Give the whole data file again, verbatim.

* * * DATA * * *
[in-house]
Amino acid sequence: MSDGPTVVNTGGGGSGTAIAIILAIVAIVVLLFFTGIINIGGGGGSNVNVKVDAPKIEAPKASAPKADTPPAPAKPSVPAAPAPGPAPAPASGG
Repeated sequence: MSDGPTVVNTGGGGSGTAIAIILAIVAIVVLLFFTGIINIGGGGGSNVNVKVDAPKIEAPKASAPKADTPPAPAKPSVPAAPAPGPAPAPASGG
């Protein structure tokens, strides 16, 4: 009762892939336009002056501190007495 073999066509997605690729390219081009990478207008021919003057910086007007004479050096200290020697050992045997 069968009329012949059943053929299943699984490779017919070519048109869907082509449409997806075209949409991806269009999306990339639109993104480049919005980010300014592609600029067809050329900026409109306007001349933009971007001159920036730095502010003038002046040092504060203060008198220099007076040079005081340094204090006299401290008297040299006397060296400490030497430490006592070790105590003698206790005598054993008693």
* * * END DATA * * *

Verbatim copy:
[in-house]
Amino acid sequence: MSDGPTVVNTGGGGSGTAIAIILAIVAIVVLLFFTGIINIGGGGGSNVNVKVDAPKIEAPKASAPKADTPPAPAKPSVPAAPAPGPAPAPASGG
Repeated sequence: MSDGPTVVNTGGGGSGTAIAIILAIVAIVVLLFFTGIINIGGGGGSNVNVKVDAPKIEAPKASAPKADTPPAPAKPSVPAAPAPGPAPAPASGG
């Protein structure tokens, strides 16, 4: 009762892939336009002056501190007495 073999066509997605690729390219081009990478207008021919003057910086007007004479050096200290020697050992045997 069968009329012949059943053929299943699984490779017919070519048109869907082509449409997806075209949409991806269009999306990339639109993104480049919005980010300014592609600029067809050329900026409109306007001349933009971007001159920036730095502010003038002046040092504060203060008198220099007076040079005081340094204090006299401290008297040299006397060296400490030497430490006592070790105590003698206790005598054993008693």